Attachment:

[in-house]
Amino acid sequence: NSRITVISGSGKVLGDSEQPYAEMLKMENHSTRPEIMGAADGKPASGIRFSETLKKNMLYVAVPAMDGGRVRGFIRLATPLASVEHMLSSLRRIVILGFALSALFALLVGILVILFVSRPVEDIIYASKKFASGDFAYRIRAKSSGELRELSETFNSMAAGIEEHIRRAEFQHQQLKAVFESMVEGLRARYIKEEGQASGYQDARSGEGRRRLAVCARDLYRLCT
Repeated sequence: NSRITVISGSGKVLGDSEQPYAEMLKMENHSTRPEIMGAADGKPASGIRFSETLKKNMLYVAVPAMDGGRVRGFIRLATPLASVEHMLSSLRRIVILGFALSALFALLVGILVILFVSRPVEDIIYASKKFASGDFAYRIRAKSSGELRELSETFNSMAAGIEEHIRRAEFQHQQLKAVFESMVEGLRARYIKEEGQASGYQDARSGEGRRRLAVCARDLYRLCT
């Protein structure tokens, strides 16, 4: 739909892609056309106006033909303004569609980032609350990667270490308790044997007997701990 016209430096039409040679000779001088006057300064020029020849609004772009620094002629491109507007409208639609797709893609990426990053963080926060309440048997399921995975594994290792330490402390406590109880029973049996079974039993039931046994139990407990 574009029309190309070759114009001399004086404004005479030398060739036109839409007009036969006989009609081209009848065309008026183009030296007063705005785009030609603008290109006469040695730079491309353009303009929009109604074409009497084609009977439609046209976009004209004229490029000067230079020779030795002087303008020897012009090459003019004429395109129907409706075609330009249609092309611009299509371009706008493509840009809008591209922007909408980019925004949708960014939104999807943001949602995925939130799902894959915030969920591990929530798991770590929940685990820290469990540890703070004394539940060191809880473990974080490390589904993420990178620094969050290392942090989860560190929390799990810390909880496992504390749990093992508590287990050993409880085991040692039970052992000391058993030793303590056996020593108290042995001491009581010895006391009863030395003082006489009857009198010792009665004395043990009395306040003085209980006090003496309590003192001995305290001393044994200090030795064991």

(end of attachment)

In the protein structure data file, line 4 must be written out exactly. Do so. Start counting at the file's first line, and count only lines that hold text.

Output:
């Protein structure tokens, strides 16, 4: 739909892609056309106006033909303004569609980032609350990667270490308790044997007997701990 016209430096039409040679000779001088006057300064020029020849609004772009620094002629491109507007409208639609797709893609990426990053963080926060309440048997399921995975594994290792330490402390406590109880029973049996079974039993039931046994139990407990 574009029309190309070759114009001399004086404004005479030398060739036109839409007009036969006989009609081209009848065309008026183009030296007063705005785009030609603008290109006469040695730079491309353009303009929009109604074409009497084609009977439609046209976009004209004229490029000067230079020779030795002087303008020897012009090459003019004429395109129907409706075609330009249609092309611009299509371009706008493509840009809008591209922007909408980019925004949708960014939104999807943001949602995925939130799902894959915030969920591990929530798991770590929940685990820290469990540890703070004394539940060191809880473990974080490390589904993420990178620094969050290392942090989860560190929390799990810390909880496992504390749990093992508590287990050993409880085991040692039970052992000391058993030793303590056996020593108290042995001491009581010895006391009863030395003082006489009857009198010792009665004395043990009395306040003085209980006090003496309590003192001995305290001393044994200090030795064991």